Sample success rates will depend on the type of testing performed in a lab. Published validation studies demonstrate that our microsampling devices have precise volumetric sampling capacities, which have been shown to overcome the HCT that is often observed with DBS. Some studies show that the absorptive VAMS® tips on Mitra® devices can absorb homogenous samples with 99% acceptance rates. By following the illustrated instructions and demo videos available with hemaPEN® and Mitra, end-users can reliably collect fixed volume samples that are precise enough for lab analysis.
Dried blood sampling continues to expand as laboratories adapt their testing techniques and technological advances allow for greater sensitivity and specificity. Published research papers show that dried capillary whole blood microsamples collected in 10, 20, or 30 µL volumes are enough for good extraction and analysis. These samples also yield high-quality data that are often similar to data from venous blood. The literature provides case examples of microsampling in research applications. Visit the Technical Resource Library to review many comparative studies that describe what others have achieved with microsampling in their research.
The first step in transitioning from other sampling methods to microsampling is an introductory, initial education phase, which may take about 4 weeks. The next steps involve evaluation and validation. Our Microsampling Team and Technical Director can provide support through all the steps:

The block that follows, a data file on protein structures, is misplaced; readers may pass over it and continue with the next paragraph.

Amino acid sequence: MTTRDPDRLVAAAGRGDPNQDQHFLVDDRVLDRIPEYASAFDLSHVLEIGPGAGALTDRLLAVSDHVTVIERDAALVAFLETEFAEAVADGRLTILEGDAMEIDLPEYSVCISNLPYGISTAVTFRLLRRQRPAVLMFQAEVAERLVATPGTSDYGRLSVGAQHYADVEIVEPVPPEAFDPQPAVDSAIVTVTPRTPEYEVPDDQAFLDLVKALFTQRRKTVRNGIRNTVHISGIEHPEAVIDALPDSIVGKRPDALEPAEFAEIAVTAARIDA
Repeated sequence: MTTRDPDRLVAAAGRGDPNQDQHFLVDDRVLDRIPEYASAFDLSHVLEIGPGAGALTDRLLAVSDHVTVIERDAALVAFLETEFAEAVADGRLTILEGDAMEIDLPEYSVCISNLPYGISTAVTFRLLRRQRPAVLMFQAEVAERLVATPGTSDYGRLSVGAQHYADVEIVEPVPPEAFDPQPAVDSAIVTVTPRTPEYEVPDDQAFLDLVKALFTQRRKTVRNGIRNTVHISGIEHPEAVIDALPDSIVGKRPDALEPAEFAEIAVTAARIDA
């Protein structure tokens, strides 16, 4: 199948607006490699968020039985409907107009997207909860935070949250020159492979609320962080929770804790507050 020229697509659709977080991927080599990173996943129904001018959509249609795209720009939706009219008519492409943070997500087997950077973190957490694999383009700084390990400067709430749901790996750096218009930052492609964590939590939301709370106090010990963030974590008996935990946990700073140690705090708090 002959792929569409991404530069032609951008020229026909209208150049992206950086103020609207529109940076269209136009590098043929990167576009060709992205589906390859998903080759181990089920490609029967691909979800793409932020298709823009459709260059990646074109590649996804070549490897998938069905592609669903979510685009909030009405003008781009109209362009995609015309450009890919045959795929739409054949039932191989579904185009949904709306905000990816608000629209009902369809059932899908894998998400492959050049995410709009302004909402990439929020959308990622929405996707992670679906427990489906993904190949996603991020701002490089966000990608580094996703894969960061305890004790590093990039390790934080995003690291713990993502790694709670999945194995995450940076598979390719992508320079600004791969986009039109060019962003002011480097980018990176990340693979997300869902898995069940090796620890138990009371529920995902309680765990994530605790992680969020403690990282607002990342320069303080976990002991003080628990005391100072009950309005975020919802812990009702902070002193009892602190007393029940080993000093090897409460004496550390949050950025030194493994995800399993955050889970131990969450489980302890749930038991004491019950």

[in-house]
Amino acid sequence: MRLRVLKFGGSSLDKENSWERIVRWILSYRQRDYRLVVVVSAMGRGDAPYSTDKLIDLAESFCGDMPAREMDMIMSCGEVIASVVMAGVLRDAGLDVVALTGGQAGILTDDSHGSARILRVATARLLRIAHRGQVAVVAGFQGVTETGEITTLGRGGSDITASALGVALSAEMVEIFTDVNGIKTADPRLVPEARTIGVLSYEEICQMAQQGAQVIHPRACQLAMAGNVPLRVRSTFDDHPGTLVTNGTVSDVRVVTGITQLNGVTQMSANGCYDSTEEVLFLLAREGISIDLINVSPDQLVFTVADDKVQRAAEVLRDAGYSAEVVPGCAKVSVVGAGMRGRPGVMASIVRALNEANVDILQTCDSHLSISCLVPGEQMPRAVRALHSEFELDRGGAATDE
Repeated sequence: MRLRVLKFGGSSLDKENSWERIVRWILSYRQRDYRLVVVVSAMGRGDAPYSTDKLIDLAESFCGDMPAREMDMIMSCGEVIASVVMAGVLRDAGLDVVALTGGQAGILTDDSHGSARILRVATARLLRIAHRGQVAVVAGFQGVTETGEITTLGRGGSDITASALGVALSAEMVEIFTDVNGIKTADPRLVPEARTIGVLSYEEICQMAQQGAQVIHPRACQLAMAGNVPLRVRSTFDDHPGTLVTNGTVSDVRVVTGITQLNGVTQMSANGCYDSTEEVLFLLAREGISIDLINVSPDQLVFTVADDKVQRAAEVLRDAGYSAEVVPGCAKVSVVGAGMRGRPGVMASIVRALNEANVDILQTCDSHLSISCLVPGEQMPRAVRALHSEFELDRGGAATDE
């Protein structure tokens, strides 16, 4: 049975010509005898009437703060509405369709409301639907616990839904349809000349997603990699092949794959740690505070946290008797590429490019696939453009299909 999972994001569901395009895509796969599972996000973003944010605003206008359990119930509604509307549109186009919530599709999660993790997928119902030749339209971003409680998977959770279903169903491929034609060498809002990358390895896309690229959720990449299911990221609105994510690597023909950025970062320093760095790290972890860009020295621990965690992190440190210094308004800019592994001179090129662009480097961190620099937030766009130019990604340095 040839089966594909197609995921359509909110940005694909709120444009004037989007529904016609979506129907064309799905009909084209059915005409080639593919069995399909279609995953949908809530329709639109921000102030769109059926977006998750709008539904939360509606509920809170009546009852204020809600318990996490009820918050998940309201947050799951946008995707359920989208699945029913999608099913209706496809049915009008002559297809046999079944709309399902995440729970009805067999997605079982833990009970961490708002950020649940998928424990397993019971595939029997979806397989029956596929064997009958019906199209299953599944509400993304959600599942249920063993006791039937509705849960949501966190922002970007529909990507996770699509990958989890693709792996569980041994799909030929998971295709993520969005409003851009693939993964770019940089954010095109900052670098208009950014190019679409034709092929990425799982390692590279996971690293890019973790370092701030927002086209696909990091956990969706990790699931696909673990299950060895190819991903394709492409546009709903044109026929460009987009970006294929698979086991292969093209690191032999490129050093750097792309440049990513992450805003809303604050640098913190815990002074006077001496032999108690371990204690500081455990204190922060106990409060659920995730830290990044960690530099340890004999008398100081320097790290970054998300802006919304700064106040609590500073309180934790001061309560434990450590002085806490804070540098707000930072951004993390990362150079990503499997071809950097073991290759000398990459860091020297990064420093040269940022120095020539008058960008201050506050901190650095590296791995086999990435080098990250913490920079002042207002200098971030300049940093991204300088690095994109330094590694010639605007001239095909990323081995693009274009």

Education: The introductory phase
Evaluation: Extraction, linearity & signal-to-noise studies
Validation: Validating your method
See our Microsampling User Guide for details.
Microsampling User Guide
This technical user guide is designed to get you started with microsampling. The printed guidance from our technical director helps you make initial decisions on best practices for achieving solid analytical validations in your research projects. What microsample volume is needed for your assay? What analyte classes are compatible with microsampling? How do you process microsamples in the lab? Download the guide to find answers to these questions, and more!
Omics Blog Listing
Our website features many omics blogs discussing microsampling research in proteomics, metabolomics, lipidomics, genomics, and related studies. Click the button below to explore all of our omics blogs, gathered together in a single, curated list.
Microsampling in Proteomics Interview
For this episode of the Microsamplify Podcast, James Rudge, PhD, interviews Stephen Pennington, BSc, PhD, a research scientist with expertise in using mass spectrometry to measure and characterize proteins. We invite you to listen in as Dr. Pennington discusses using microsampling in proteomics and multi-center studies.
Gain Access to the Microsampling Resource Library!
How do others use microsampling in omics research studies? For answers, fill out the form to gain access to our Microsampling Resource Library, where you can find materials by selecting either the resource type, key topic, assay or by typing your topic of interest in the general search field.